DesNews, 2017: "Update: This article has been updated to reflect this
year's dates for these holidays."Why not use this
opportunity to correct the inaccurate definition of the winter solstice, as
pointed out in several of the 2015 comments on the original posting of this
story, as well as the mischaracterization of the solstice as a pagan
appropriation of the Christian holiday, rather than the reverse?DesNews, repeatedly: "...according to Interfaith Calendar"Although attribution is given, the article seems to be largely a cut-and-paste
job. This does not excuse the reporter's propagation of errors in the
source material. A little due diligence is in order.
@Ranch Hand. Christ in the Feast of Hanukkah. Now it was the Feast of
Dedication in Jerusalem, and it was winter. And Jesus walked in the Temple, in
Solomon's porch" John 10:22-3)The Jews of Jesus' day
were well aware of the events that had led to the Feast of Dedication when they
approached Him in the holy Temple on Hanukkah. It was in the context of that
recent history that they said to Jesus, "If you are the Christ, tell us
plainly" (John 10:24). If Jesus really was the Messiah they
reasoned, He had the power to preserve the Jewish people from the tyranny of the
Romans, just as God had preserved them from evil Antiochus. Jesus answered them
with a rebuke, "I told you, and you do not believe" (v.25). Jesus boldly asserted His Messiahship. He claimed divine power to preserve and
sustain His people, but not in the manner they had hoped for and expected.
"My sheep hear My voice, and I know them, and they follow Me. And I give
them eternal life, and they shall never perish; neither shall anyone snatch them
out of My hand" (v.27-8). Jews for Jesus
Thank you for tightening up the wording on the solstice. Much appreciated!And @Wally West, @bigv56... I'm right there with you. Gotta'
air those grievances before you undertake the feats of strength.
What about Kwanzaa? DesNews used to run articles on it. Seems to have died off
as quickly as it was born. Kinda like Festivus.
Whhat about Festivus on the 23rd? Is the holiday for the rest of us. Air your
The winter solstice has nothing to do with the distance from the sun, but the
tilt of the earth's axis. In the Northern hemisphere the day of the winter
solstice has the shortest daylight and in the Southern hemisphere it has the
longest daylight. In fact the earth is furthest from the sun in early July, and
closest to the sun in early January. And, the date for Christmas was established
by 3rd century Christians around the date of the two Roman celebrations of Sol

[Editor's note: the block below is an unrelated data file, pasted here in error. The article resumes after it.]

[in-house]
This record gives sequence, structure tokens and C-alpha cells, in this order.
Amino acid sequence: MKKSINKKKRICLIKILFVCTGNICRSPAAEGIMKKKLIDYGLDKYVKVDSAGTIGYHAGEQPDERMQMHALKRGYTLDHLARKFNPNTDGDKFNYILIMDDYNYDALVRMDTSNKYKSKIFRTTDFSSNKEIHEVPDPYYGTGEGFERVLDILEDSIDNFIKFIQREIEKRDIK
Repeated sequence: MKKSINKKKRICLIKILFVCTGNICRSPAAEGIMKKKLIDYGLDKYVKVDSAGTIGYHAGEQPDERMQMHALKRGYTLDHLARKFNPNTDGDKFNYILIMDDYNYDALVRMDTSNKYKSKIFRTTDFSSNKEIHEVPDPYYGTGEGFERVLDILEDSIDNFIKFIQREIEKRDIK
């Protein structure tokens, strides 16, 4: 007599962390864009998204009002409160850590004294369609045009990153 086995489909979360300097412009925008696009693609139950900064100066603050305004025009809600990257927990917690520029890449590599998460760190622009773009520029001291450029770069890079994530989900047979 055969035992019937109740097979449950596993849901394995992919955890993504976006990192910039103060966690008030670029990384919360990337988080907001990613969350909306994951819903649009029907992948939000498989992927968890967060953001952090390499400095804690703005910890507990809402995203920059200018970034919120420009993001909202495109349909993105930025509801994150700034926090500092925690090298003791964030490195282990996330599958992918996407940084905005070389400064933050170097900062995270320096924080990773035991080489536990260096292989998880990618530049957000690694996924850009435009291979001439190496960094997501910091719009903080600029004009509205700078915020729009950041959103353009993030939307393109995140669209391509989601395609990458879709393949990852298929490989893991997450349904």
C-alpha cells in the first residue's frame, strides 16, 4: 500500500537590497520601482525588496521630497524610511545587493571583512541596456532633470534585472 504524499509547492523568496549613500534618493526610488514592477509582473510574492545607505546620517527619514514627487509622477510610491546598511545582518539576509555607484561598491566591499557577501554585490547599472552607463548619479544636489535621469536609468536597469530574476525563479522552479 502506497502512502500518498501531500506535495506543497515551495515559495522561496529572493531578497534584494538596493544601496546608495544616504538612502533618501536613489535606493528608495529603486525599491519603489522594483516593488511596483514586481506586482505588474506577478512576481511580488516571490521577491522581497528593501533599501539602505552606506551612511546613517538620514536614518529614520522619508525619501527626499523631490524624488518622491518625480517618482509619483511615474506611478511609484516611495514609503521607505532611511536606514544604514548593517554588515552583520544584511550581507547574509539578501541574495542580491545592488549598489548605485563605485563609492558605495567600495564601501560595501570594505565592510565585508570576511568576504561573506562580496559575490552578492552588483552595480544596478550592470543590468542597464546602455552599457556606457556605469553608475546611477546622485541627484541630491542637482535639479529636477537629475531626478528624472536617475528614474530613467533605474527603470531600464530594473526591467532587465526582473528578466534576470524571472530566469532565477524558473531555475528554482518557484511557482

Invictus and Saturnalia.
What about a Festivus for the rest of us?
per RanchHand & ContrariusAgree. Saturnalia came before Xmas.
But, is it okay now to say Happy Holidays??? ROFL.
The winter solstice has been noted (and celebrated) for thousands of years. In
South America, the holiday commemorated Inti, the god of the sun, and took place
around June 21, the shortest daylight-hour day of the year. By the early
1400's--long before anybody in South America ever heard of
Christianity--the holiday celebration of Inti Raymi had morphed into a
full-fledged nine day festival, complete with the slaughtering of a llama and
yanking out its still-beating heart. As Ranch notes, the Christians
had a long tradition of co-opting pagan holidays and celebrating their own on
those dates. It's no coincidence that Christmas falls about the same time
as the winter solstice and that the date Easter is celebrated is determined by
the spring equinox. In Mexico, this co-opting became literal--the Mexico City,
the early Christian settlers knocked down some Aztec pyramids and built their
cathedral on top of the rubble of the pyramid foundation.
@RanchHand --"Dec. 21: Solstice — Wicca/Pagan"...It was originally a Christian celebration to honor Jesus."--- Seriously? SERIOUSLY???"My thoughts exactly. What a
ridiculous rewrite of history!
Kudos to @Mike Johnson for clarifying the proper meaning of the solstice, in
contrast to what was stated in the article.And Kudos to @RanchHand
for calling out the article's odd mis-statement about how the solstice was
"originally" a Christian holiday. Quite the contrary! Really odd, that
wording.I would like to thank the DesNews staff for this listing of
December holidays... reminds us all that there is much to celebrate, across a
broad spectrum of religious beliefs and traditions. Happy holidays!
Happy Holidays Everyone!
Dec. 21: Solstice — Wicca/Pagan"...It was originally a Christian
celebration to honor Jesus."--- Seriously? SERIOUSLY???It was the other way around. Christians co-opted pagan holidays and
re-purposed them.The call-to-arms about a "war on Christmas"
nonsense when someone wishes "Happy Holidays" is just that, nonsense.
These holidays are just one example of why we shouldn't be upset at the
This was an interesting list to see. Thank you!
>>>Solstice is the point in the year when the earth is farthest away
from the sun.No, the solstice is not the point in the year when the
earth is farthest from the sun (the Earth's aphelion). In 2015, that was
July 4. In 2016, it will be July 2. The point closest to the sun (perihelion)
will be January 2, 2016. Most days of the year, the Earth is further from the
sun than it is on the winter solstice.The solstice comes from the
tilt of the Earth, which is 23 degrees from being perpendicular to the plane
defined by the Earth's orbit about the sun. If that tilt had been 0
degrees, there would be no seasons. During the summer, the north pole points
toward the sun (and the south pole away). During the winter the south pole
points toward the sun and the north pole away from the sun. The equinoxes, in
March and September, there is the same amount of daylight as there is night. The
solstices are the extremes--in the northern hemisphere, the winter solstice is
the day when there is the least amount of daylight and the most hours of